Why your referral partnerships aren’t delivering

How many times have you set up a referral partnership / agreement only to see it gather dust in the bottom drawer of your desk?

No actions taken, nothing delivered and a complete waste of time. I get it. I’ve seen it plenty of times and spent a lot of my time either fixing them or replacing them by starting over again…. if the prospective partner isn’t over the whole thing by then.

The issues that cause this are many, but to name a few:

  1. Inability to have an honest conversation around expected volumes
    1. Fear of rejection is a component of this
  2. Lack of trust (Not spending enough time building the relationship)
    1. Expecting things to move too fast
  3. Little or no knowledge of how or why to refer (A major one)
    1. Leads to procrastination and a fear of referring
    2. Will it kill the deal I am already working on?
  4. Poor experiences in the past
  5. More…. lots more

These can be handled up front in what I call an “Implementation session”. (IS)

The implementation session is a structured session with your prospective referral partner in which you develop the ongoing nature of the partnership that mutually benefits you both.

However, the Implementation Session is only one of the many steps in developing a quality and beneficial referral partnership. Prior to this the time must be taken to build trust and respect.

I will put more details around this in a later article, but for now, let’s focus on the implementation session.

Three important matters for discussion I focus on in the session:

1. About each business:

By this stage you should know a lot about the prospective referral partner business such as client base, demographic, services etc. Next comes the likelihood and ability to refer.

I generally start with understanding how many clients the prospective referral partner will talk to in an average week, moving to how many are “off limits”? (referred by other parties etc) and then the percentage of clients who will have a need or want for your product / service. This established the likely numbers we can expect to see when the partnership is up and firing.

Ensuring the partner has a high level of competency with your product / service is a logical next step and will develop over time.

More important though is ensuring they understand the trigger/discussion points around the product/service is critical. Keep this simple and easy to use. Get an agreement to build it into their day to day process.

2. Setting common and meaningful goals (That are realistic)

A big mistake a lot of business make is not setting common goals. Rather than goals set around volumes etc, I start at a percentage of clients seen. It takes a lot of pressure off in terms of numbers and places the pressure back on following a process. Which will inevitably deliver what you want.

Start with abundance first. Don’t be too picky with the quality at this stage. That will come over time. Be prepared to educate your referral partner on what you are looking for over time. Be patient and understand it’s about the best investment you can make.

3. Building the referral process (and overcoming negativity)

This component is the nuts and bolts of the process and is where you will gain the most benefit. Building the referral process into the day to day operations of the business and having proper buy-in by all stake holders will ensure you are able to deliver on the goals you have both set.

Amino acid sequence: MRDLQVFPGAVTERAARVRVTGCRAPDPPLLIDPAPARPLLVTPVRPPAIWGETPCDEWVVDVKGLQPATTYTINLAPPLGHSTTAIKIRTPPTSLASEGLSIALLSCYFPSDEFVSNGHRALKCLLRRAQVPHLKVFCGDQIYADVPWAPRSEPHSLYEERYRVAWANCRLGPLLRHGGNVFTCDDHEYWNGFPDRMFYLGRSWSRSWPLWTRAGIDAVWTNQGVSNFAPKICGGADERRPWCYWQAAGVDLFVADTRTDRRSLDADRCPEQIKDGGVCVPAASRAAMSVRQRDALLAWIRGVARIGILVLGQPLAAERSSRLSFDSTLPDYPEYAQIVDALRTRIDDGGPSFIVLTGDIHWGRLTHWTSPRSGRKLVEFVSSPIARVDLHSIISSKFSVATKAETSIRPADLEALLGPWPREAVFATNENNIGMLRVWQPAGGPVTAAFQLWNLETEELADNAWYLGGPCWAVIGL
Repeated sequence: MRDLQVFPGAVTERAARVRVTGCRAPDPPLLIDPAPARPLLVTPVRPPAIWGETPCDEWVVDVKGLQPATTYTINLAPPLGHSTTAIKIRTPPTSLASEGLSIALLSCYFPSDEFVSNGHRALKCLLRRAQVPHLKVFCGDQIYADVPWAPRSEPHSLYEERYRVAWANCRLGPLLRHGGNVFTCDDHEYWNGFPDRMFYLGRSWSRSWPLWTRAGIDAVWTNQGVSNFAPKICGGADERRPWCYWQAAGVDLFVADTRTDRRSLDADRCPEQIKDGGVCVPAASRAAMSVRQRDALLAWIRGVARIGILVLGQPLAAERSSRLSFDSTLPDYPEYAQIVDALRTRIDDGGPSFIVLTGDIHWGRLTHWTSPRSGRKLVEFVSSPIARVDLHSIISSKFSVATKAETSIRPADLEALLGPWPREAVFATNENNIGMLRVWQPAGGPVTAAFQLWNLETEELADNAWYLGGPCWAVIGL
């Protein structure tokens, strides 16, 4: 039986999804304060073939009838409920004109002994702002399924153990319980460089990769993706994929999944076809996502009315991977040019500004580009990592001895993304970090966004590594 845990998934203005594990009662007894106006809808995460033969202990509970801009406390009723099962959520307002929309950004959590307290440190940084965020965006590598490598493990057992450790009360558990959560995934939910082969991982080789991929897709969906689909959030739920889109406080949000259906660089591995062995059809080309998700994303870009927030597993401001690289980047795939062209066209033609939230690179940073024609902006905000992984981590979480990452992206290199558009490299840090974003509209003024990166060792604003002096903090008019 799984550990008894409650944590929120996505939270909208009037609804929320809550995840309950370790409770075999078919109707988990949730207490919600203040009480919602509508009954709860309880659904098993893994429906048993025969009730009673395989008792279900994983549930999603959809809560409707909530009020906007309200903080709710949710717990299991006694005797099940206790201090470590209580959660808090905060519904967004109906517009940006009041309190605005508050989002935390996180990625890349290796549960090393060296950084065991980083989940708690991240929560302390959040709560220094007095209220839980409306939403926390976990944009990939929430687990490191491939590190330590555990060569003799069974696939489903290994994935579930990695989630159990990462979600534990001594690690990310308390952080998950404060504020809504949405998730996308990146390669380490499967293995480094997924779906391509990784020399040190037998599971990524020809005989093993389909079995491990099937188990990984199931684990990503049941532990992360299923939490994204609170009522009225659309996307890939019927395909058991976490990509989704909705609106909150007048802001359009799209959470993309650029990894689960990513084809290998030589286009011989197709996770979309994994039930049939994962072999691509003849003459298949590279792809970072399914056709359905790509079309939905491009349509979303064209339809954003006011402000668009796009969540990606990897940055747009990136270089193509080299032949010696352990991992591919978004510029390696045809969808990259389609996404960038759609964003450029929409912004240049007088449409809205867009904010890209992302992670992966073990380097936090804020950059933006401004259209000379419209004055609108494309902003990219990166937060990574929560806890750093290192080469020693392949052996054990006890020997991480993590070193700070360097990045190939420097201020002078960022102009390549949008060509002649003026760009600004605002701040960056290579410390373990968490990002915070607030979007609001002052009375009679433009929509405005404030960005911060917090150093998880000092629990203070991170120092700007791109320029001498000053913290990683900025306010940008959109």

Setting routines and rituals including regular catch ups, reporting of outcomes and “what if’s” (Complaint handling etc) is critical in ensuring ongoing success.

Joint marketing programs, the cornerstone of your partnership should be discussed, planned and pencilled in diaries at this point to ensure they are carried out. If you have marketing and/or admin staff, it’s advisable to have them accountable for delivering these on time.

Always remember it takes time, effort, patience and resilience to build a quality referral partnership. Most people give up when 90% of the work is done, as the last 10% is always the hardest.

The session generally takes 2 to 3 hours, so it is a large commitment, however one that cements the relationship and really gets things moving. It’s great to do over lunch by the way. Don’t forget “Red wine and Steak” is still the best way to establish a good partnership.

So, from here we start with 1 referral, impress the socks off our partner and move forward. Don’t forget to give as much as you can. It’s good karma.

 

If you have dormant referral partnerships, or would like to establish new ones to help build your business feel free to download our ebook by completing your details here: https://www.referconnect.com.au/download-our-ebook-on-referral-mark

Steve Lake | National Business Development Manager
Email: slake@nlg.com.au | www.nlg.com.au

 

 

Steve Lake

National Business Development Manager at National Lending Group
Steve has been in the Mortgage Broker industry for over 30 years and specialises in working with Accounting groups to build in-house debt solutions (Residential, Commercial, Asset & Equipment etc).

He also owns Referconnect, a marketing company specialising in linking financial service providers to provide better outcomes for their clients and deliver assets and profit to business owners and stakeholders.
Steve Lake

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Steve Lake

Steve has been in the Mortgage Broker industry for over 30 years and specialises in working with Accounting groups to build in-house debt solutions (Residential, Commercial, Asset & Equipment etc). He also owns Referconnect, a marketing company specialising in linking financial service providers to provide better outcomes for their clients and deliver assets and profit to business owners and stakeholders.